Another scam is the phishing email. This can appear to be a legitimate communication from management or the IT team, but really it is an attempt to get the victim to give up personal data or unknowingly provide access to the hacker by clicking a malicious link or attachment. For an eCommerce business, it can be common to get an email asking you to verify your login information, but unless you trust the source, this is likely just the hacker trying to get your information the easy way.

4. Back Up and Secure Your Data

You also need to back up corporate and customer data so it can easily be recovered if lost. Purchase backup servers and move all data to this external location upon receipt. This backup should be password protected and encrypted so the data cannot be used if stolen. Pair your password with two-factor authentication, which is an additional code that must also be entered for access.

Make sure that you have antivirus software installed on these servers and your primary machines, and run scans on a weekly basis to protect against current threats. Update this software whenever a new version is available, so you are always one step ahead of the newest scams.

5. Enlist Additional Help

When you are just getting started, checking passwords and updating software can be relatively easy, but if you are planning to expand your business or you just don’t have time to make the proper security checks, then you may need outside help. Two great options to consider are either a Managed Service Provider (MSP) or to partner up with a cloud computing service.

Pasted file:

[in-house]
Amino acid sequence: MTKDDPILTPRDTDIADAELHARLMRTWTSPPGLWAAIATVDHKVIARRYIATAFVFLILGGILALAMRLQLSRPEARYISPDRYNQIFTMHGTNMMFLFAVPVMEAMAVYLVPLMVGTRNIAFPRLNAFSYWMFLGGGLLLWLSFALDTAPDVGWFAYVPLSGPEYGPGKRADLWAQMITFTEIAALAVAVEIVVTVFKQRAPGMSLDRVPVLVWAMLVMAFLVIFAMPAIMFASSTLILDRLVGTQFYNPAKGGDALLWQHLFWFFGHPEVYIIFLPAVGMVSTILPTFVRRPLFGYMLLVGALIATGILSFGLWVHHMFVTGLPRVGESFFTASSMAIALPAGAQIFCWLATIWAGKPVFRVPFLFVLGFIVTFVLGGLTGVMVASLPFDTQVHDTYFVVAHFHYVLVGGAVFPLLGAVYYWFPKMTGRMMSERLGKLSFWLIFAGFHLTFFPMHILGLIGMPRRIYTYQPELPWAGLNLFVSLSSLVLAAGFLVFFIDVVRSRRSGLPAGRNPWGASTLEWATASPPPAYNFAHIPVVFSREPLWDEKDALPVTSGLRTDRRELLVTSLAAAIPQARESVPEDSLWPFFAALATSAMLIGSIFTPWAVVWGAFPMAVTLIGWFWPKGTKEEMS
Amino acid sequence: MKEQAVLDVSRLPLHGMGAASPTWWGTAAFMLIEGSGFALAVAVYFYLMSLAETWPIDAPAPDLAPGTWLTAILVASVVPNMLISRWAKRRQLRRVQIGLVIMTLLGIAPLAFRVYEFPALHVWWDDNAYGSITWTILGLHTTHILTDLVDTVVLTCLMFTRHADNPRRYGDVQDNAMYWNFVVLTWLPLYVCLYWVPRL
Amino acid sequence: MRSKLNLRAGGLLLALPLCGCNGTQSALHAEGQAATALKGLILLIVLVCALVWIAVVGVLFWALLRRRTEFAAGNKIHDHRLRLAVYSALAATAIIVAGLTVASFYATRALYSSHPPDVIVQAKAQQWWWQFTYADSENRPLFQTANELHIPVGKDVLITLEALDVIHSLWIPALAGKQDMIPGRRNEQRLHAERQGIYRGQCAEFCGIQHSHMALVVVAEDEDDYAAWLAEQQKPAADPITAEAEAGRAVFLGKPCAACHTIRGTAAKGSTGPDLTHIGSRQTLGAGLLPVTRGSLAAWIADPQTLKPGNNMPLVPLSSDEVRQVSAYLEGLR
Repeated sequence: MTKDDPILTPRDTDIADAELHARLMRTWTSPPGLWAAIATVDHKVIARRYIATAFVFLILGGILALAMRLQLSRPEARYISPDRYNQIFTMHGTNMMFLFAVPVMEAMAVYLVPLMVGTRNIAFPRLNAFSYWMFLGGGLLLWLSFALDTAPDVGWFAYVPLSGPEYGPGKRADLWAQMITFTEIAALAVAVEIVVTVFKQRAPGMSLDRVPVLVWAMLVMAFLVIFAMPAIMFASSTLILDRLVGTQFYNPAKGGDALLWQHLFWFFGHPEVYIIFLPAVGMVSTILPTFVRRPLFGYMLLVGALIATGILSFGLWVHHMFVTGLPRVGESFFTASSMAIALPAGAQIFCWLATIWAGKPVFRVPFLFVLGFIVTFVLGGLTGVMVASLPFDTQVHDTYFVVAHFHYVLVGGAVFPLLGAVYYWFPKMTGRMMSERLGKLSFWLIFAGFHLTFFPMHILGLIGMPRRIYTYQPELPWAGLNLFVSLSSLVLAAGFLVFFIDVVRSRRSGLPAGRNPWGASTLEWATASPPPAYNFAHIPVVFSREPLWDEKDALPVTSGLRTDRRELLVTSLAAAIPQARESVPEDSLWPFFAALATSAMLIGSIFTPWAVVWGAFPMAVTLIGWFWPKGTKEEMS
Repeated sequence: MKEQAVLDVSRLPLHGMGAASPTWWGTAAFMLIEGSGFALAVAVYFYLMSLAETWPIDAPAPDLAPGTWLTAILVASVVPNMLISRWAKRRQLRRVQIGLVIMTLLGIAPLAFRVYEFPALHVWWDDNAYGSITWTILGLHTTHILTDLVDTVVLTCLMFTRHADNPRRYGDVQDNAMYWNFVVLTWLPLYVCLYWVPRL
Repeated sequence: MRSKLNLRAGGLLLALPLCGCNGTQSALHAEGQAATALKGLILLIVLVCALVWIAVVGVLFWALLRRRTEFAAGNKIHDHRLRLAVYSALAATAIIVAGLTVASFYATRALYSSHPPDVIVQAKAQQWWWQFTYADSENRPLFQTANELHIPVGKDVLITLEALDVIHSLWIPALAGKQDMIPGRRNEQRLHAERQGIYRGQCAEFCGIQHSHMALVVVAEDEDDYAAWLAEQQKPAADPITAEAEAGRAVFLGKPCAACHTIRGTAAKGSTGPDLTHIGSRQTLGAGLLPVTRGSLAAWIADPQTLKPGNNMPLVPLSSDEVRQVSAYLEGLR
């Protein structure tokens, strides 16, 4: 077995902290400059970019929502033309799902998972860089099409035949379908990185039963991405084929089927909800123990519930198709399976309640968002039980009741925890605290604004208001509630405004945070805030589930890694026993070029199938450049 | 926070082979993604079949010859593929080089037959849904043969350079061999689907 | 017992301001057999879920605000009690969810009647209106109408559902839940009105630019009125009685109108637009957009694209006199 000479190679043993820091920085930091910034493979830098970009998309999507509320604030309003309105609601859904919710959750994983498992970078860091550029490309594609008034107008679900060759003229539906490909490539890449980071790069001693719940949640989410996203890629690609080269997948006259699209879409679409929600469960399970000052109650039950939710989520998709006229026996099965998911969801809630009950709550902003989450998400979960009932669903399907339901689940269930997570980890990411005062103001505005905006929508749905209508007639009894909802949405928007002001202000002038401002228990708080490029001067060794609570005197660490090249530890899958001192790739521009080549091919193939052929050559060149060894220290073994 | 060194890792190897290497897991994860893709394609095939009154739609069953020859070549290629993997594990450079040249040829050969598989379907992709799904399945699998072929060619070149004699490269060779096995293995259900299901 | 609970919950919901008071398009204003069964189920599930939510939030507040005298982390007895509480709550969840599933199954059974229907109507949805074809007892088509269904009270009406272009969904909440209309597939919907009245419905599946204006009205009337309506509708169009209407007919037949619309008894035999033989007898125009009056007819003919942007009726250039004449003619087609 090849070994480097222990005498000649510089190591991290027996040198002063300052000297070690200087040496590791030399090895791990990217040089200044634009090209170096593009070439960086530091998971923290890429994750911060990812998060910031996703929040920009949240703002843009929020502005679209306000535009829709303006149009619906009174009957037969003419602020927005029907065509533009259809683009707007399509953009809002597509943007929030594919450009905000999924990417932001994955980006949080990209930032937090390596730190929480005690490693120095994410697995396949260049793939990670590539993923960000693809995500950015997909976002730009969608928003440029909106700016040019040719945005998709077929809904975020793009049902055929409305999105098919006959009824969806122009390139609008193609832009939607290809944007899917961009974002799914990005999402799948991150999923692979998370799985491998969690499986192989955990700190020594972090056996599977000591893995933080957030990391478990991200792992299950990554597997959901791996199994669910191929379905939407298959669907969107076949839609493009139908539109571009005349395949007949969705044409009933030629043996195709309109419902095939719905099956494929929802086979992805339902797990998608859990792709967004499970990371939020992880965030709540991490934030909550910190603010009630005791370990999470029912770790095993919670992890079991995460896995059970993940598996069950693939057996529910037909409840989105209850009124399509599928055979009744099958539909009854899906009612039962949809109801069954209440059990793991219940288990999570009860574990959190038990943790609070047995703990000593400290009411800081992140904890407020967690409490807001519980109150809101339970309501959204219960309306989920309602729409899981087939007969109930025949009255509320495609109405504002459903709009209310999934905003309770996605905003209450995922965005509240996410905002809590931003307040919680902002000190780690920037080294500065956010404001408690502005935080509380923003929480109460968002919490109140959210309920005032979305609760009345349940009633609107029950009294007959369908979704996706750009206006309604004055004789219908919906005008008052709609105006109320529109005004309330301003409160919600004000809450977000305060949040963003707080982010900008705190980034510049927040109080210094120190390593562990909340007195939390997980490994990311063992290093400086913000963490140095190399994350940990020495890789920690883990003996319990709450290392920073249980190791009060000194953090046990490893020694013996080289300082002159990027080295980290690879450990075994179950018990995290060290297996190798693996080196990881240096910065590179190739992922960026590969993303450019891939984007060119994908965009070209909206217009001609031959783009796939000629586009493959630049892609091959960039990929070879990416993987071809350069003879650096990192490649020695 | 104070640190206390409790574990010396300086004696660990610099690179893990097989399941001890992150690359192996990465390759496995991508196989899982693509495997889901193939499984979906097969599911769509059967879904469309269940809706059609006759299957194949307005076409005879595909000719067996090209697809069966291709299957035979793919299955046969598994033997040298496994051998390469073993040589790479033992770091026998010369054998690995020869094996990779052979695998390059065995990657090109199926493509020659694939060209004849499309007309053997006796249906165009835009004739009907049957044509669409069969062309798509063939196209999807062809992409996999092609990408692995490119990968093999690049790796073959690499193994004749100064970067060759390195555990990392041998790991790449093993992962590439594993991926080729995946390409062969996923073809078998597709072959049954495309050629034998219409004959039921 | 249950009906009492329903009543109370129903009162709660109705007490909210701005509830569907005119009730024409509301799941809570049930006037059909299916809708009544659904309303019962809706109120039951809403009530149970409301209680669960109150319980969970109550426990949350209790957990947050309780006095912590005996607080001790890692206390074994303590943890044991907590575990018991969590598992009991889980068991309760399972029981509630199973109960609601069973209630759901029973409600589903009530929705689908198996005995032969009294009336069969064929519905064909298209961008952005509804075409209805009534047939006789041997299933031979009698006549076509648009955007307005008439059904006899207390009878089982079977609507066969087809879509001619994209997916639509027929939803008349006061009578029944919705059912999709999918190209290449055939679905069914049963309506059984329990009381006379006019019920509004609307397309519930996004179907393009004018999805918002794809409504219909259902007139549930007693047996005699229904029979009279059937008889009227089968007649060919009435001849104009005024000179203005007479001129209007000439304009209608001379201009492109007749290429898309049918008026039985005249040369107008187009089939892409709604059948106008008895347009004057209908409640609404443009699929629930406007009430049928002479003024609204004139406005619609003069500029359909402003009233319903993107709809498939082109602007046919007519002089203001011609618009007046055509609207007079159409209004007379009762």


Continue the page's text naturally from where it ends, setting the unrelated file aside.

An MSP is an outside vendor that you hire that provides necessary security on your behalf. While you are focused on growing your business, the MSP manages your site structure and user accounts, updates your data around the clock, and ensures that information is properly backed up, so your customers are protected. These companies are made up of some of the smartest security experts in the world, so this is a good option if you can afford it.

Whether you are just starting out or your eCommerce business is already up and running, you might choose to move many of your services to the cloud. This is essentially a digital space where you can store all of your programs and data as you eliminate the need for physical servers. Many cloud computing providers also have their own security experts who can monitor your website behind the scenes. This is a great option if you are low on physical space and security knowledge.

In the end, your eCommerce website is only as successful as you make it, and part of success is a solid security mind frame. Implement these processes now, and your company will be stronger and more trustworthy going forward.

Note: This blog article was written by a guest contributor for the purpose of offering a wider variety of content for our readers. The opinions expressed in this guest author article are solely those of the contributor and do not necessarily reflect those of GlobalSign.